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Real estate developers in Maharashtra, NCR consider stopping construction thanks to price rise

Real estate developers in Maharashtra, NCR consider stopping construction thanks to price rise

Real estate developers in Maharashtra, NCR consider stopping construction thanks to price rise
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By Jude Sannith  Mar 23, 2022 5:30:27 PM IST (Updated)

"The skyrocketing costs of construction materials are alarming; I can’t recall a spike in construction costs on the lines of what has occurred in the last two months," said Dhaval Ajmera, Honorary Secretary, CREDAI MCHI.

Developers in the Mumbai Metropolitan Region (MMR) have begun contemplating stoppage of all procurements and construction activity, following the recent spike in prices of construction material. The move comes even as developers in NCR have issued a release stating they would stop purchases, amid considerations to stop construction work.

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Recently, members of CREDAI Maharashtra and CREDAI Pune Metro had written to Mumbai's finance minister Ajit Pawar and revenue minister Balasaheb Thorat, on the issues plaguing procurements and construction.
"The skyrocketing costs of construction materials are alarming; I can’t recall a spike in construction costs on the lines of what has occurred in the last two months," said Dhaval Ajmera, Honorary Secretary, CREDAI MCHI.
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"Developers in MMR are particularly worried since most projects are in the price range of Rs 8,000 to Rs 10,000, and a spike of Rs 500 in construction costs alone would wipe out our margins to the point where we might have to pay from our own pockets, to keep construction activity afloat," he added.
Steel priced at Rs 91,000 per tonne, cement at Rs 375 per bag
Global uncertainties surrounding the Russian invasion of Ukraine have led to an unprecedented rise in prices in the last month. Crude prices, coupled with those of steel and cement have seen an unprecedented increase.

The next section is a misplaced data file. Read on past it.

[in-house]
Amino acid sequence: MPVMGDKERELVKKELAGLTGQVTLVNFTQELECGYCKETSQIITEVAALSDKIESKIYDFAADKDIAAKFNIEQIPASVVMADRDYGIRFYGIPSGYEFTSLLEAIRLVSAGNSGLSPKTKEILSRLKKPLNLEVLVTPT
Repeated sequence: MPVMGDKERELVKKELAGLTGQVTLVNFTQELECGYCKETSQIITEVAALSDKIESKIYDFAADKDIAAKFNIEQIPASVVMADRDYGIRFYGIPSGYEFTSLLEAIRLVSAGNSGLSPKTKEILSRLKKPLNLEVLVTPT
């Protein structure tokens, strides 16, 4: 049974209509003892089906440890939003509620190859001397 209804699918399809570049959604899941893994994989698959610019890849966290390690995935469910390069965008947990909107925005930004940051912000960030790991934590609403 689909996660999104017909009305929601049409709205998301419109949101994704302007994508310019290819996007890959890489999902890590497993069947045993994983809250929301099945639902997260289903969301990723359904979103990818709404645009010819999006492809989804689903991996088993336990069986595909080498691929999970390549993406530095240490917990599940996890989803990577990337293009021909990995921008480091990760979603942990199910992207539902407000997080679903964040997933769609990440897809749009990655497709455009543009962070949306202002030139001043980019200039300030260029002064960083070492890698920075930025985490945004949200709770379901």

According to reports, a tonne of steel which cost Rs 42,000 in January has gone all the way up to Rs 91,000. A bag of cement priced at Rs 120 is nothing short of Rs 375 today.
"The impact is primarily being felt by the mid-segment and affordable segment in Indian real estate since construction cost accounts for a large part of the overall price in these segments," said Dhaval. The body now wants the government to intervene and introduced a series of measures that could mitigate the situation.
"Our suggestion to the government is that if steel prices are so high, halt exports and have manufacturers supply exclusively to the domestic market," he added, "The government could also look to reintroduce the stamp duty waiver that it offered during the peak of COVID-induced economic uncertainty."
Another key measure that developers say will help them keep business afloat is to apply for input tax credits on their payment of 18 percent GST levied on construction activity.
'Amend RERA laws to allow price hikes'
Developers find themselves in a bigger bind because present-day RERA stipulations do not allow them to hike housing prices for customers who have already booked a home. "Instead of looking to increase prices for existing buyers, which will also have legal implications since RERA does not allow us to do that, I believe the time is right to take a practical view of the situation and work towards introducing measures we can control," said Dhaval.
Some developers now want RERA laws to be amended so as to include a force majeure clause that allows them to increase the prices of homes already sold to existing buyers. A release by CREDAI NCR claims that while suppliers of steel are quoting astronomical prices, developers have so far been prevented from doing so on account of RERA limitations.
"Steel suppliers are cancelling contracted supplies citing force majeure and the war in Ukraine," said Pankaj Bajaj, President, CREDAI NCR, "However, while we builders are free to increase prices of unsold inventory, are stuck when we have pre-sold our inventory (on account of RERA). Perhaps the situation should be recognized as force majeure, which would allow us to increase prices for sold inventory too."
The press release warns that should developers continue to have their hands tied when it comes to increasing prices of pre-sold inventory, the market could look at “the next wave of stalled and unviable projects”.
'Maharashtra stamp duty could make matters worse'
As if matters couldn’t get worse, the Maharashtra Government has decided to increase Stamp Duty by 1 percent starting April 1, which real estate observers say could cripple the industry, especially on account of its timing.
"Developers are already working on thin margins because of the sharp rise in raw material costs," said Vikas Chaturvedi, CEO, Xanadu Realty, "The decision to revise stamp duty registrations could now further contribute to the overall rise in real estate prices in key markets like MMR, Pune, Thane and other fast-growing towns in Maharashtra."
Chaturvedi added that a stamp duty hike will hurt bullish consumer sentiment in real estate. “The government would benefit even without the hike in stamp duty as there has been a great buoyancy in the real estate market across the state since 2021,” he said, "Trends suggest that the uptick is likely to continue even in 2022 and beyond."
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